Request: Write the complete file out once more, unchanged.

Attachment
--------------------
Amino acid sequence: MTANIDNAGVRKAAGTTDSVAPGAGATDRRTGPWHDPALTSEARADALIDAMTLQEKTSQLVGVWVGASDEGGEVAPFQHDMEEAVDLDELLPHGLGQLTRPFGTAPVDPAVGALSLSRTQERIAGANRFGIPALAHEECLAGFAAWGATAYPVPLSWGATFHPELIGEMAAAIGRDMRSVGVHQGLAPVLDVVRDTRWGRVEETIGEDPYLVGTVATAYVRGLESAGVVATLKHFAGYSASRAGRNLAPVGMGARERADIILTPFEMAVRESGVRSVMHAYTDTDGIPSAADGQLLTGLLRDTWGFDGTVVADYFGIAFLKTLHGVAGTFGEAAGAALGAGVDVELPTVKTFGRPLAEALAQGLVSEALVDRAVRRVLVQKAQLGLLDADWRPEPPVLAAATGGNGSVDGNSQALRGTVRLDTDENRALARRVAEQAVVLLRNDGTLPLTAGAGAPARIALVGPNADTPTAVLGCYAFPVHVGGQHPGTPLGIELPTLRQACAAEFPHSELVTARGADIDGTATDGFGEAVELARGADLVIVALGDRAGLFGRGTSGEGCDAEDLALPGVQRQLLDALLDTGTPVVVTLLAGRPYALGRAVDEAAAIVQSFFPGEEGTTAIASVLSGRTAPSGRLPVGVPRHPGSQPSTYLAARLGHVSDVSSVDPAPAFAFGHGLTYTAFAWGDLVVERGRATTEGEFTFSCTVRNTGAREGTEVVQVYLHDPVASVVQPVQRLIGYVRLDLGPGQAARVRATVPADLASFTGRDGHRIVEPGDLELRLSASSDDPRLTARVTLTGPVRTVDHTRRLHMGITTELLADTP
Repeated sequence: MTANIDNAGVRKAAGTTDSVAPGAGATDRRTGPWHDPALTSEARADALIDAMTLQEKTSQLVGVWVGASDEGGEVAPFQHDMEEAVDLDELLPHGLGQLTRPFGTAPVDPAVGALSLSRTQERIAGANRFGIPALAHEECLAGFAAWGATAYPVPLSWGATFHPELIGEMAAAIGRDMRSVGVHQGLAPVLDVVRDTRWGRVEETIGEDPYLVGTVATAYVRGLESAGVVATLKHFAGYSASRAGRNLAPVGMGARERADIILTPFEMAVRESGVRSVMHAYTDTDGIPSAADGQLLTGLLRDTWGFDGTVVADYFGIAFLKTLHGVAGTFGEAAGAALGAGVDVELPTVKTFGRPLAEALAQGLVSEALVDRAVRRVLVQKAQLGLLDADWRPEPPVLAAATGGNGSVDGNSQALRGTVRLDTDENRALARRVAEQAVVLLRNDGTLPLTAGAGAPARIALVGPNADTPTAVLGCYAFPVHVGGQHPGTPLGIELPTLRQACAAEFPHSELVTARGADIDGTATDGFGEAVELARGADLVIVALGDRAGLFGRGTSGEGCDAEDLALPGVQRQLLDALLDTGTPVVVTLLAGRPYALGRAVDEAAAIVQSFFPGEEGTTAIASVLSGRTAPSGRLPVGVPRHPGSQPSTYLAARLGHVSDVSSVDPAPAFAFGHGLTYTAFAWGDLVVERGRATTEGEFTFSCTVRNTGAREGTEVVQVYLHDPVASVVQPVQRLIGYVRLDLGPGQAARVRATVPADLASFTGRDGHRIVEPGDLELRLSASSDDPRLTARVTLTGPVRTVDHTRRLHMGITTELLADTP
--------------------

Amino acid sequence: MTANIDNAGVRKAAGTTDSVAPGAGATDRRTGPWHDPALTSEARADALIDAMTLQEKTSQLVGVWVGASDEGGEVAPFQHDMEEAVDLDELLPHGLGQLTRPFGTAPVDPAVGALSLSRTQERIAGANRFGIPALAHEECLAGFAAWGATAYPVPLSWGATFHPELIGEMAAAIGRDMRSVGVHQGLAPVLDVVRDTRWGRVEETIGEDPYLVGTVATAYVRGLESAGVVATLKHFAGYSASRAGRNLAPVGMGARERADIILTPFEMAVRESGVRSVMHAYTDTDGIPSAADGQLLTGLLRDTWGFDGTVVADYFGIAFLKTLHGVAGTFGEAAGAALGAGVDVELPTVKTFGRPLAEALAQGLVSEALVDRAVRRVLVQKAQLGLLDADWRPEPPVLAAATGGNGSVDGNSQALRGTVRLDTDENRALARRVAEQAVVLLRNDGTLPLTAGAGAPARIALVGPNADTPTAVLGCYAFPVHVGGQHPGTPLGIELPTLRQACAAEFPHSELVTARGADIDGTATDGFGEAVELARGADLVIVALGDRAGLFGRGTSGEGCDAEDLALPGVQRQLLDALLDTGTPVVVTLLAGRPYALGRAVDEAAAIVQSFFPGEEGTTAIASVLSGRTAPSGRLPVGVPRHPGSQPSTYLAARLGHVSDVSSVDPAPAFAFGHGLTYTAFAWGDLVVERGRATTEGEFTFSCTVRNTGAREGTEVVQVYLHDPVASVVQPVQRLIGYVRLDLGPGQAARVRATVPADLASFTGRDGHRIVEPGDLELRLSASSDDPRLTARVTLTGPVRTVDHTRRLHMGITTELLADTP
Repeated sequence: MTANIDNAGVRKAAGTTDSVAPGAGATDRRTGPWHDPALTSEARADALIDAMTLQEKTSQLVGVWVGASDEGGEVAPFQHDMEEAVDLDELLPHGLGQLTRPFGTAPVDPAVGALSLSRTQERIAGANRFGIPALAHEECLAGFAAWGATAYPVPLSWGATFHPELIGEMAAAIGRDMRSVGVHQGLAPVLDVVRDTRWGRVEETIGEDPYLVGTVATAYVRGLESAGVVATLKHFAGYSASRAGRNLAPVGMGARERADIILTPFEMAVRESGVRSVMHAYTDTDGIPSAADGQLLTGLLRDTWGFDGTVVADYFGIAFLKTLHGVAGTFGEAAGAALGAGVDVELPTVKTFGRPLAEALAQGLVSEALVDRAVRRVLVQKAQLGLLDADWRPEPPVLAAATGGNGSVDGNSQALRGTVRLDTDENRALARRVAEQAVVLLRNDGTLPLTAGAGAPARIALVGPNADTPTAVLGCYAFPVHVGGQHPGTPLGIELPTLRQACAAEFPHSELVTARGADIDGTATDGFGEAVELARGADLVIVALGDRAGLFGRGTSGEGCDAEDLALPGVQRQLLDALLDTGTPVVVTLLAGRPYALGRAVDEAAAIVQSFFPGEEGTTAIASVLSGRTAPSGRLPVGVPRHPGSQPSTYLAARLGHVSDVSSVDPAPAFAFGHGLTYTAFAWGDLVVERGRATTEGEFTFSCTVRNTGAREGTEVVQVYLHDPVASVVQPVQRLIGYVRLDLGPGQAARVRATVPADLASFTGRDGHRIVEPGDLELRLSASSDDPRLTARVTLTGPVRTVDHTRRLHMGITTELLADTP